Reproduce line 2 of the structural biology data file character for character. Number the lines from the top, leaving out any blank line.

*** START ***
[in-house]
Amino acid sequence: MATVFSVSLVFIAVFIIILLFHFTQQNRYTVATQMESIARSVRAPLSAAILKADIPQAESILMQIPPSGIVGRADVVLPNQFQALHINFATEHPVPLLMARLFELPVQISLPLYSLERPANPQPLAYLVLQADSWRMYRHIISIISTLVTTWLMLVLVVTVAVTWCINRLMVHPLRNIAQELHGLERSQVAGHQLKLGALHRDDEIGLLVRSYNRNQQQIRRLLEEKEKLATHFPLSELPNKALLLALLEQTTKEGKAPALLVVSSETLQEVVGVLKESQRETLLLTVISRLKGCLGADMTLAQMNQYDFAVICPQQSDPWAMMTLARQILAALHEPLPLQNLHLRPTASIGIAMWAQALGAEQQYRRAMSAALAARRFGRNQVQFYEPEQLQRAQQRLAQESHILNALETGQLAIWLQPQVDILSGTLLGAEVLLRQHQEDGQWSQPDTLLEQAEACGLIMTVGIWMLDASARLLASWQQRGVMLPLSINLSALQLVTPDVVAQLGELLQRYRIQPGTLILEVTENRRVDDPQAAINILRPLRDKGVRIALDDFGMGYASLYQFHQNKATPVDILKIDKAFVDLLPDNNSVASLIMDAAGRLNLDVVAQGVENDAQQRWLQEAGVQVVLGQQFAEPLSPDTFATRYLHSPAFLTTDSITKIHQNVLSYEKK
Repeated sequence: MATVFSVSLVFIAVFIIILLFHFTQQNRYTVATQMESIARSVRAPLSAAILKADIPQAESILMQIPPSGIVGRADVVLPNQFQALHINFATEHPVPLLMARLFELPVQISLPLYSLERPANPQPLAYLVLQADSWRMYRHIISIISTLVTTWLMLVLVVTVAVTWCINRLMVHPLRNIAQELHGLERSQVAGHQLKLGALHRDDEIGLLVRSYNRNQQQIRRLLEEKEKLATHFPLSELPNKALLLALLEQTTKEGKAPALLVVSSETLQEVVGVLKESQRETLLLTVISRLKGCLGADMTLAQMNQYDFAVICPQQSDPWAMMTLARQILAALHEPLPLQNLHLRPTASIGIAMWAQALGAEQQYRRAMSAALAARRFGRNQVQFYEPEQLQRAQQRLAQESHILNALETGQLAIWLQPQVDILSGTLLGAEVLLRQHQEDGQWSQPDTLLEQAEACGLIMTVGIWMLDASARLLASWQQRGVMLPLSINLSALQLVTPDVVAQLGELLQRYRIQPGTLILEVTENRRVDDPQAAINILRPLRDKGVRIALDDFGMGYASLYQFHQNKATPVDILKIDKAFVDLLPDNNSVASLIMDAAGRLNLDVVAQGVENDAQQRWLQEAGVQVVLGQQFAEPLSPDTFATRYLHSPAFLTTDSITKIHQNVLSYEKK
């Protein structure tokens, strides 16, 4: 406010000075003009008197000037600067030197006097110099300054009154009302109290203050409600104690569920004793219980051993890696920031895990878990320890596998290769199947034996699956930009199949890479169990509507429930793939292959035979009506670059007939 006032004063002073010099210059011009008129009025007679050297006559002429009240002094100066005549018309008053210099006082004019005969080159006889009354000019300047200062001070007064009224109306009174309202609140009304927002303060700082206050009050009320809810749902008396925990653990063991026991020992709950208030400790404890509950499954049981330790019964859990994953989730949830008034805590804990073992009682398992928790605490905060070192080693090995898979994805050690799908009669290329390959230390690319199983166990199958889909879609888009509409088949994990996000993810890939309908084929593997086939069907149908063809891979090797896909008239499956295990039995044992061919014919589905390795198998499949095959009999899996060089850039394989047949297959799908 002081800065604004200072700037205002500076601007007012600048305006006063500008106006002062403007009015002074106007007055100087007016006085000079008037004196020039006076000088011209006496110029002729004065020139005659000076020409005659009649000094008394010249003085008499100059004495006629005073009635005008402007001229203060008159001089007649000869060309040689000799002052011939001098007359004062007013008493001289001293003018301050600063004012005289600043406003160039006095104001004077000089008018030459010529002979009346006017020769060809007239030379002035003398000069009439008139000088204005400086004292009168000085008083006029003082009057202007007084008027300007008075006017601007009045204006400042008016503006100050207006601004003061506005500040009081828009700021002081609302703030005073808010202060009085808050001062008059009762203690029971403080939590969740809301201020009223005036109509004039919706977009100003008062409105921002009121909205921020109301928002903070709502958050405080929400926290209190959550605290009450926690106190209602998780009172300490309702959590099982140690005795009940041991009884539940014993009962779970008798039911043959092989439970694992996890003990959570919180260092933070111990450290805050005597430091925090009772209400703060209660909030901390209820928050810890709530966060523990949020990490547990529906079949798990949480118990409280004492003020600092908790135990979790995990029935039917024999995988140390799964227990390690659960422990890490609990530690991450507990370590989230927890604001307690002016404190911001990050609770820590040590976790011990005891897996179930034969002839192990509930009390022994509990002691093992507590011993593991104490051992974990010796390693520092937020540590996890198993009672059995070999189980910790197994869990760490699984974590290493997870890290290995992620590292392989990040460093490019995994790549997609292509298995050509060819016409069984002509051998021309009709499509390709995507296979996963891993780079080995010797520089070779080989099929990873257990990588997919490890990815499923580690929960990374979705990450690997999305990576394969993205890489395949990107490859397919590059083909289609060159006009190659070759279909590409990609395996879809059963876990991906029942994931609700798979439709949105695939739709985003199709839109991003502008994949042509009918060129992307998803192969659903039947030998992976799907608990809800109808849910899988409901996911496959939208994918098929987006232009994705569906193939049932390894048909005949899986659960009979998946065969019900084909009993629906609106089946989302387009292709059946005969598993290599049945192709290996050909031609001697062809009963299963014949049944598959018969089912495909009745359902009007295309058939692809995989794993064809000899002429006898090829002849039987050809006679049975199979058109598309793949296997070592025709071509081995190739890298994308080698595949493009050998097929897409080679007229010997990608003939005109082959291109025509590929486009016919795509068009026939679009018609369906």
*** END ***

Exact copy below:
Amino acid sequence: MATVFSVSLVFIAVFIIILLFHFTQQNRYTVATQMESIARSVRAPLSAAILKADIPQAESILMQIPPSGIVGRADVVLPNQFQALHINFATEHPVPLLMARLFELPVQISLPLYSLERPANPQPLAYLVLQADSWRMYRHIISIISTLVTTWLMLVLVVTVAVTWCINRLMVHPLRNIAQELHGLERSQVAGHQLKLGALHRDDEIGLLVRSYNRNQQQIRRLLEEKEKLATHFPLSELPNKALLLALLEQTTKEGKAPALLVVSSETLQEVVGVLKESQRETLLLTVISRLKGCLGADMTLAQMNQYDFAVICPQQSDPWAMMTLARQILAALHEPLPLQNLHLRPTASIGIAMWAQALGAEQQYRRAMSAALAARRFGRNQVQFYEPEQLQRAQQRLAQESHILNALETGQLAIWLQPQVDILSGTLLGAEVLLRQHQEDGQWSQPDTLLEQAEACGLIMTVGIWMLDASARLLASWQQRGVMLPLSINLSALQLVTPDVVAQLGELLQRYRIQPGTLILEVTENRRVDDPQAAINILRPLRDKGVRIALDDFGMGYASLYQFHQNKATPVDILKIDKAFVDLLPDNNSVASLIMDAAGRLNLDVVAQGVENDAQQRWLQEAGVQVVLGQQFAEPLSPDTFATRYLHSPAFLTTDSITKIHQNVLSYEKK